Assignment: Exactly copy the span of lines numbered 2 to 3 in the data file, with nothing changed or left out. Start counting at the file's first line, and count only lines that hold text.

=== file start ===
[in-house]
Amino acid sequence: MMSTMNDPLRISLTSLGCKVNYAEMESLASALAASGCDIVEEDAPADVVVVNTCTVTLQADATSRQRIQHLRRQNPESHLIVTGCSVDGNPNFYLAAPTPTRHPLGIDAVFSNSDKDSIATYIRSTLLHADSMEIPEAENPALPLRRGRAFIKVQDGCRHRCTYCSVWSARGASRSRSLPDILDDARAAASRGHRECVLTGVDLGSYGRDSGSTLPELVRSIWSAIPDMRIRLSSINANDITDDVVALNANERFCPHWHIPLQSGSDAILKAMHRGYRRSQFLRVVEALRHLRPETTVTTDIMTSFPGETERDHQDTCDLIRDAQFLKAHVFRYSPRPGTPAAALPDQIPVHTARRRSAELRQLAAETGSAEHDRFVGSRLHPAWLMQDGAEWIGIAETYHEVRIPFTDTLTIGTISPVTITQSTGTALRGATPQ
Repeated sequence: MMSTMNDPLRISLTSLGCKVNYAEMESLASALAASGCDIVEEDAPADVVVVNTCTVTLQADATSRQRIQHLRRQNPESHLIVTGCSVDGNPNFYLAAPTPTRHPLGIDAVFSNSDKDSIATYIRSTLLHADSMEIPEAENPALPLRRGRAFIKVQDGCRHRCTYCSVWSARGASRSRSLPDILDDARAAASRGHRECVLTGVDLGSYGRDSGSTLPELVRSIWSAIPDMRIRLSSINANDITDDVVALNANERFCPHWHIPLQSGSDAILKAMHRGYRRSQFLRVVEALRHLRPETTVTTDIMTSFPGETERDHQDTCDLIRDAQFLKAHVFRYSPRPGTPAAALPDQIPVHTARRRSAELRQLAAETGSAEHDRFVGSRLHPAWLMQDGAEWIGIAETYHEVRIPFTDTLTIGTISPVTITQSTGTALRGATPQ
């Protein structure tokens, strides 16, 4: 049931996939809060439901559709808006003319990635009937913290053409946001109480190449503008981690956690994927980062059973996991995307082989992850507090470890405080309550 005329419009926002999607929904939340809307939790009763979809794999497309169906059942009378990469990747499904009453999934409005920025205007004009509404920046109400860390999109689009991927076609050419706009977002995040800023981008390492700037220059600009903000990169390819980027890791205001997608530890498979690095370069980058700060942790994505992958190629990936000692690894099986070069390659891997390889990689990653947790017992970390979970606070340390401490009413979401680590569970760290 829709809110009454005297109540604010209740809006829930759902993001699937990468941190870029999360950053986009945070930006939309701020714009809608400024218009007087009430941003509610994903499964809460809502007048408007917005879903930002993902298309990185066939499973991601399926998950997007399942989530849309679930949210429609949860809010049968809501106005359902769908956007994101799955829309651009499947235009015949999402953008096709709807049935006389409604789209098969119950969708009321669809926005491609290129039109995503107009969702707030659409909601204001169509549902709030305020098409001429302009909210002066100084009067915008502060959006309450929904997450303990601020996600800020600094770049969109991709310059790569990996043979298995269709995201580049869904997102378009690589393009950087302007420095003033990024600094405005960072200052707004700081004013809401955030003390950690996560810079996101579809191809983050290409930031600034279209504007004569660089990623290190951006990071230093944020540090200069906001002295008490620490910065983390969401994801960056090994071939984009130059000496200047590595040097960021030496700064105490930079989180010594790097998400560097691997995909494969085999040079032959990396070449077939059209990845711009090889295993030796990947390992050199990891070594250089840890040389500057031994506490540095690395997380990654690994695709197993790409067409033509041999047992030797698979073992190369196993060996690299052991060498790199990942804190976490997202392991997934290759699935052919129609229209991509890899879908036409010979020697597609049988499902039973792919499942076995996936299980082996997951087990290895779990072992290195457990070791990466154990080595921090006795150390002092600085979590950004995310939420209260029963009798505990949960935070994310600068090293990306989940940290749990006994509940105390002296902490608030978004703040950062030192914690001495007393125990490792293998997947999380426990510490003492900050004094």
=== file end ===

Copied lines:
Amino acid sequence: MMSTMNDPLRISLTSLGCKVNYAEMESLASALAASGCDIVEEDAPADVVVVNTCTVTLQADATSRQRIQHLRRQNPESHLIVTGCSVDGNPNFYLAAPTPTRHPLGIDAVFSNSDKDSIATYIRSTLLHADSMEIPEAENPALPLRRGRAFIKVQDGCRHRCTYCSVWSARGASRSRSLPDILDDARAAASRGHRECVLTGVDLGSYGRDSGSTLPELVRSIWSAIPDMRIRLSSINANDITDDVVALNANERFCPHWHIPLQSGSDAILKAMHRGYRRSQFLRVVEALRHLRPETTVTTDIMTSFPGETERDHQDTCDLIRDAQFLKAHVFRYSPRPGTPAAALPDQIPVHTARRRSAELRQLAAETGSAEHDRFVGSRLHPAWLMQDGAEWIGIAETYHEVRIPFTDTLTIGTISPVTITQSTGTALRGATPQ
Repeated sequence: MMSTMNDPLRISLTSLGCKVNYAEMESLASALAASGCDIVEEDAPADVVVVNTCTVTLQADATSRQRIQHLRRQNPESHLIVTGCSVDGNPNFYLAAPTPTRHPLGIDAVFSNSDKDSIATYIRSTLLHADSMEIPEAENPALPLRRGRAFIKVQDGCRHRCTYCSVWSARGASRSRSLPDILDDARAAASRGHRECVLTGVDLGSYGRDSGSTLPELVRSIWSAIPDMRIRLSSINANDITDDVVALNANERFCPHWHIPLQSGSDAILKAMHRGYRRSQFLRVVEALRHLRPETTVTTDIMTSFPGETERDHQDTCDLIRDAQFLKAHVFRYSPRPGTPAAALPDQIPVHTARRRSAELRQLAAETGSAEHDRFVGSRLHPAWLMQDGAEWIGIAETYHEVRIPFTDTLTIGTISPVTITQSTGTALRGATPQ